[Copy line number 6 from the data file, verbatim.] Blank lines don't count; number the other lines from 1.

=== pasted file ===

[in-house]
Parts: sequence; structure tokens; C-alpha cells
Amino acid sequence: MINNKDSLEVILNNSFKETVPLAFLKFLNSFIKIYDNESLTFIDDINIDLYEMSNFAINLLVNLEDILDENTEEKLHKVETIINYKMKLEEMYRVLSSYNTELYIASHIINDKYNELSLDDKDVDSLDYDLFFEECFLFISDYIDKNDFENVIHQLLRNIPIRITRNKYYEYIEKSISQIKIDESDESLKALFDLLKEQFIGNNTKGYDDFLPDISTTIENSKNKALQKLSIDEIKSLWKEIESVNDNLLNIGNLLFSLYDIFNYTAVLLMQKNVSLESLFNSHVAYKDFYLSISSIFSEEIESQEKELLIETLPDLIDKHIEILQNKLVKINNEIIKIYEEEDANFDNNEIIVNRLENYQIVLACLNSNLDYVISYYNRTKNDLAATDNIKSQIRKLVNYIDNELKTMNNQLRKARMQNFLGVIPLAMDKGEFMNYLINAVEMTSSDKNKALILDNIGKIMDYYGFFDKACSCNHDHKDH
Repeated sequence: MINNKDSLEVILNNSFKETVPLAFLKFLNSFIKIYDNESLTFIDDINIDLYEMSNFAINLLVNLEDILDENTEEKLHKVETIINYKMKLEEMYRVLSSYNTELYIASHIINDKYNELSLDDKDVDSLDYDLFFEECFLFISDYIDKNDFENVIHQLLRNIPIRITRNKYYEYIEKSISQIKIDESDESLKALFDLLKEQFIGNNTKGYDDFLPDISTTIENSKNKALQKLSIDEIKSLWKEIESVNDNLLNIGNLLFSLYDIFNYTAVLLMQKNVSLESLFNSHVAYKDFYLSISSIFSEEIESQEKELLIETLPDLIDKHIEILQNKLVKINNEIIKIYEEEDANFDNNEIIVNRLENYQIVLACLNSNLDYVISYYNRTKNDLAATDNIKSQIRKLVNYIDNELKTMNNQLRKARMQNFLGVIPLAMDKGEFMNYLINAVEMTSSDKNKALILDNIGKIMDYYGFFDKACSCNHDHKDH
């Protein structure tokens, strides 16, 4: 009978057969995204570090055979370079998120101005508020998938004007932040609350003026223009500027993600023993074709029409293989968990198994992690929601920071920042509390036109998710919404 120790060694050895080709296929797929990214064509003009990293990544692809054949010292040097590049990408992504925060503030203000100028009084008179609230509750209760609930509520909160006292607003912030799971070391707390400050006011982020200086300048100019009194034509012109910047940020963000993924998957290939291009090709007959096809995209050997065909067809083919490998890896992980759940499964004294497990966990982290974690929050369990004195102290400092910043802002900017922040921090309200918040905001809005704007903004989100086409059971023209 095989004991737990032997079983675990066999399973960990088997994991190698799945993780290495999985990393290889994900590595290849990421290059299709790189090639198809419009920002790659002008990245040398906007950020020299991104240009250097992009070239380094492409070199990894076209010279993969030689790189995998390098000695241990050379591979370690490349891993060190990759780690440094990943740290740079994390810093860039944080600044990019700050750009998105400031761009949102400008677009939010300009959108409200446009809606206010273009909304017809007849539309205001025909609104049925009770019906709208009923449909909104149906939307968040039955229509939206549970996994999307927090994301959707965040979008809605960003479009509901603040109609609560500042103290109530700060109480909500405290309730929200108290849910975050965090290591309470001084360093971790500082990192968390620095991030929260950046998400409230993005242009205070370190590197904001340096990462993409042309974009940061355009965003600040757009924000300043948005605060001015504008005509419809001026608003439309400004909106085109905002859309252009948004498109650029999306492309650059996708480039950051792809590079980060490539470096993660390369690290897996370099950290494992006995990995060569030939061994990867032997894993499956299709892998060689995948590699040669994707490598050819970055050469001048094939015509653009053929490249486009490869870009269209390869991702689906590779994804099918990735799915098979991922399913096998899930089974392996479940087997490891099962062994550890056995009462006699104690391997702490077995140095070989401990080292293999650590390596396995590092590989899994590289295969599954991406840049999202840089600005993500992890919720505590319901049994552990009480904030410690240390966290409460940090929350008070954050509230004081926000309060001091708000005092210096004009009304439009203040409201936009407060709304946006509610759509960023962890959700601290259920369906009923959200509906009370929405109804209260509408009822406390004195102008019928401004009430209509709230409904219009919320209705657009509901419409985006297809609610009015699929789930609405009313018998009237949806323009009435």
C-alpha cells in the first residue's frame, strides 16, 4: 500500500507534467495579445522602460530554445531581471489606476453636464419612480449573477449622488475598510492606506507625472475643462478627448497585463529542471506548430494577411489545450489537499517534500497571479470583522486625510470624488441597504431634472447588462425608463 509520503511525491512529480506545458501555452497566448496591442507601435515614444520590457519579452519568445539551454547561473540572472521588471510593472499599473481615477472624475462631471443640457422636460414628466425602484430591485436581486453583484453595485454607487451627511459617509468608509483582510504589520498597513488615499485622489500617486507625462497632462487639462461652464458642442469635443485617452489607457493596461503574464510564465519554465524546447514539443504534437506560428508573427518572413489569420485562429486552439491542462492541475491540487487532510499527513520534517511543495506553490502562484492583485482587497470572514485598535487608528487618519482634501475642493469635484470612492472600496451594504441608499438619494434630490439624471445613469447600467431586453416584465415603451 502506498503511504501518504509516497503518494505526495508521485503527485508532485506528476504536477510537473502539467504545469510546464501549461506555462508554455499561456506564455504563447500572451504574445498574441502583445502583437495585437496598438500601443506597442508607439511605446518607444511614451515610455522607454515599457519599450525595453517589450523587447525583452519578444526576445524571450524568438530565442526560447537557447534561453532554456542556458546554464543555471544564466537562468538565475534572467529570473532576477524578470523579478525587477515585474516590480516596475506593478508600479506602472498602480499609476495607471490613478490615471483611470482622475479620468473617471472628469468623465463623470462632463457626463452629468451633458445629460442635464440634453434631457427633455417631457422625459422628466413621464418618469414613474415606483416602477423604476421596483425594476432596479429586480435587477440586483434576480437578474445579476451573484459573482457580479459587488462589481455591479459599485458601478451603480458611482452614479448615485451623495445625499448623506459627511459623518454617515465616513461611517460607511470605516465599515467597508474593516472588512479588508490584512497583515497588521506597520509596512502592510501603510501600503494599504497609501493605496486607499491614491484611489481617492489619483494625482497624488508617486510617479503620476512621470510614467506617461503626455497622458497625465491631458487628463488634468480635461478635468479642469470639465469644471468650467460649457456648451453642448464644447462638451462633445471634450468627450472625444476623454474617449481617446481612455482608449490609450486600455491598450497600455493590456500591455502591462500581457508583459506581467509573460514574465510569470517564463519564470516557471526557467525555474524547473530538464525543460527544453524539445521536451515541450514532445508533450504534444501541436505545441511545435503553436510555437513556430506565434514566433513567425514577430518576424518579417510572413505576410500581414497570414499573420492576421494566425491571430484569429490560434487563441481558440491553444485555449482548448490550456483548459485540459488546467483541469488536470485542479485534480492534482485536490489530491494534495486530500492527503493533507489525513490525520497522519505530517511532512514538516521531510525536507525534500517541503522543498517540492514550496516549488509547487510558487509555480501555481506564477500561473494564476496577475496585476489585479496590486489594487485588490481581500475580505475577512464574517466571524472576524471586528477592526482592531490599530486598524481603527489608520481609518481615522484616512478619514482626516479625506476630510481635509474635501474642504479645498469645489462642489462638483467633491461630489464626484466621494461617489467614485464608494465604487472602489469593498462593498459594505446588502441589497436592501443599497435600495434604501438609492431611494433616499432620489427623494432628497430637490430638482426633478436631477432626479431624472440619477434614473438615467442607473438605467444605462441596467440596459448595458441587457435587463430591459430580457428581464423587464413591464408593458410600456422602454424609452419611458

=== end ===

C-alpha cells in the first residue's frame, strides 16, 4: 500500500507534467495579445522602460530554445531581471489606476453636464419612480449573477449622488475598510492606506507625472475643462478627448497585463529542471506548430494577411489545450489537499517534500497571479470583522486625510470624488441597504431634472447588462425608463 509520503511525491512529480506545458501555452497566448496591442507601435515614444520590457519579452519568445539551454547561473540572472521588471510593472499599473481615477472624475462631471443640457422636460414628466425602484430591485436581486453583484453595485454607487451627511459617509468608509483582510504589520498597513488615499485622489500617486507625462497632462487639462461652464458642442469635443485617452489607457493596461503574464510564465519554465524546447514539443504534437506560428508573427518572413489569420485562429486552439491542462492541475491540487487532510499527513520534517511543495506553490502562484492583485482587497470572514485598535487608528487618519482634501475642493469635484470612492472600496451594504441608499438619494434630490439624471445613469447600467431586453416584465415603451 502506498503511504501518504509516497503518494505526495508521485503527485508532485506528476504536477510537473502539467504545469510546464501549461506555462508554455499561456506564455504563447500572451504574445498574441502583445502583437495585437496598438500601443506597442508607439511605446518607444511614451515610455522607454515599457519599450525595453517589450523587447525583452519578444526576445524571450524568438530565442526560447537557447534561453532554456542556458546554464543555471544564466537562468538565475534572467529570473532576477524578470523579478525587477515585474516590480516596475506593478508600479506602472498602480499609476495607471490613478490615471483611470482622475479620468473617471472628469468623465463623470462632463457626463452629468451633458445629460442635464440634453434631457427633455417631457422625459422628466413621464418618469414613474415606483416602477423604476421596483425594476432596479429586480435587477440586483434576480437578474445579476451573484459573482457580479459587488462589481455591479459599485458601478451603480458611482452614479448615485451623495445625499448623506459627511459623518454617515465616513461611517460607511470605516465599515467597508474593516472588512479588508490584512497583515497588521506597520509596512502592510501603510501600503494599504497609501493605496486607499491614491484611489481617492489619483494625482497624488508617486510617479503620476512621470510614467506617461503626455497622458497625465491631458487628463488634468480635461478635468479642469470639465469644471468650467460649457456648451453642448464644447462638451462633445471634450468627450472625444476623454474617449481617446481612455482608449490609450486600455491598450497600455493590456500591455502591462500581457508583459506581467509573460514574465510569470517564463519564470516557471526557467525555474524547473530538464525543460527544453524539445521536451515541450514532445508533450504534444501541436505545441511545435503553436510555437513556430506565434514566433513567425514577430518576424518579417510572413505576410500581414497570414499573420492576421494566425491571430484569429490560434487563441481558440491553444485555449482548448490550456483548459485540459488546467483541469488536470485542479485534480492534482485536490489530491494534495486530500492527503493533507489525513490525520497522519505530517511532512514538516521531510525536507525534500517541503522543498517540492514550496516549488509547487510558487509555480501555481506564477500561473494564476496577475496585476489585479496590486489594487485588490481581500475580505475577512464574517466571524472576524471586528477592526482592531490599530486598524481603527489608520481609518481615522484616512478619514482626516479625506476630510481635509474635501474642504479645498469645489462642489462638483467633491461630489464626484466621494461617489467614485464608494465604487472602489469593498462593498459594505446588502441589497436592501443599497435600495434604501438609492431611494433616499432620489427623494432628497430637490430638482426633478436631477432626479431624472440619477434614473438615467442607473438605467444605462441596467440596459448595458441587457435587463430591459430580457428581464423587464413591464408593458410600456422602454424609452419611458